America is a nation struggling with the issue of weight and the consequences of obesity.
Nearly 69 percent of adults are overweight or obese, with every state reporting that at least 20 percent of the adult population is obese, according to a report by the Trust for America’s Health and another from the Institute of Medicine. More than 31 percent of the country’s children carry extra pounds.
As Americans have gotten heavier, the incidences of diabetes and other chronic illnesses have risen, the IOM says. The estimated cost for treating the illnesses is $190.2 billion.
And while obesity is a national problem, it has a regional flavor. Twenty states in the South and the Midwest have the highest adult obesity rates, with Louisiana leading the country, the reports say.
Obesity also occurs across racial and socioeconomic lines, but data show minority communities, rural residents, people earning less than $25,000 a year and those without high-school diplomas are at higher risk.
Researchers attribute increased obesity among these groups to fewer safe places to walk or play, fewer options for healthier food and drink, and less access to obesity prevention programs.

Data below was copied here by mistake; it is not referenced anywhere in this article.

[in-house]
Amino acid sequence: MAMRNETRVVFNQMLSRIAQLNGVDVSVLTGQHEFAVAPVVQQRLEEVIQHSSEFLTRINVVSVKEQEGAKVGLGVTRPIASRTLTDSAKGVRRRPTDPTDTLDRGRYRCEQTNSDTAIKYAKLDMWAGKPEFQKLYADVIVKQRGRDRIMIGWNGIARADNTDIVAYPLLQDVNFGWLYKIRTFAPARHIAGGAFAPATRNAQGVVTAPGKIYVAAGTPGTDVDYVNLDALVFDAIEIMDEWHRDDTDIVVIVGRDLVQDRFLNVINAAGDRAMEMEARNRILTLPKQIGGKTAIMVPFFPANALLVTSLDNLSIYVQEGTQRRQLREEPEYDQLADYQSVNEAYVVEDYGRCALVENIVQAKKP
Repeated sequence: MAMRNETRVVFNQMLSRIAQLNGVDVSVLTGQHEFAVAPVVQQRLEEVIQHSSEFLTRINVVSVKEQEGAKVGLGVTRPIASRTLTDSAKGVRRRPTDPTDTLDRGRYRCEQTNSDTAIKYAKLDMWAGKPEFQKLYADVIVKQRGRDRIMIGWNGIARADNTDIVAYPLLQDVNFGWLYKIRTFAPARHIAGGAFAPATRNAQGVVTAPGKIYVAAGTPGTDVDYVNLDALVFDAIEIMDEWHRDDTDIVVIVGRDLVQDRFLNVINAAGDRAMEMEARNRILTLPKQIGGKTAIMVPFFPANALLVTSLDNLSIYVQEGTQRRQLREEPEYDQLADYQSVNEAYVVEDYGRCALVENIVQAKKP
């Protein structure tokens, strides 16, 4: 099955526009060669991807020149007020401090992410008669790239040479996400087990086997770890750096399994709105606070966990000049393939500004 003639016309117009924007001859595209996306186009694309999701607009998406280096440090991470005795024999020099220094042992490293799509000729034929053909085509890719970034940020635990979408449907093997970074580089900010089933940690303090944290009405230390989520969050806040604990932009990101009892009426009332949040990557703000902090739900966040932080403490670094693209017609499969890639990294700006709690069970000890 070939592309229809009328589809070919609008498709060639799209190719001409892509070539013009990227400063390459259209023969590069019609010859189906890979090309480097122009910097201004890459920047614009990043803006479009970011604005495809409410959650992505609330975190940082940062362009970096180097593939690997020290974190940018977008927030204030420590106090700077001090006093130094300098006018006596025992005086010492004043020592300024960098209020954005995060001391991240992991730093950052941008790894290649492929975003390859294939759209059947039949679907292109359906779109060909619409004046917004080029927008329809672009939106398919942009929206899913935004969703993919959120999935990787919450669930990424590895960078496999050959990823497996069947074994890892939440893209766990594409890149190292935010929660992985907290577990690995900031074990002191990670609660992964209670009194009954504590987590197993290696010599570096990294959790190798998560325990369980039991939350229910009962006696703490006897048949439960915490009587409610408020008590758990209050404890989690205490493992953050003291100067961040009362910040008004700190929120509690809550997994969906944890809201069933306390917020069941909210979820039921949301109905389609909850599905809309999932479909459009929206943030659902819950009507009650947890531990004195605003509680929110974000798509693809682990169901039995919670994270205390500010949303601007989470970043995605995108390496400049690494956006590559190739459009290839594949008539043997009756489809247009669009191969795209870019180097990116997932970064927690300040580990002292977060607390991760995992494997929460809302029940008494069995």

The NAACP considers child obesity to be a threat to young African-Americans. The civil rights group says obesity “is plaguing African-American populations at a rate that is disproportionately higher than the rest of the country.”
The Institute of Medicine will convene a roundtable of experts on Jan. 7 who will spend the next three years identifying the most effective efforts under way to reverse obesity trends, and the NAACP will be represented by Shavon Arline-Bradley, the organization’s health programs director.
Jeffrey Levi, executive director of Trust for America’s Health, will speak to the panel on Tuesday and is expected note the challenges people face in changing habits in places where their alternatives are limited.
“There are lots of situations where there really isn’t choice, and so we have to create that healthier choice,” Levi said. “A lot of what we’re talking about here is changing social environment so people feel reinforced in making those healthier choices.”
Vice President Joe Biden waits to conduct a mock swearing-in ceremony with Sen. Brian Schatz, D-Hawaii, in the Capitol's Old Senate Chamber, December 2, 2014. Schatz was sworn in to serve the remainder of his term since he was appointed to the seat after Sen. Daniel Inouye, D-Hawaii, passed away.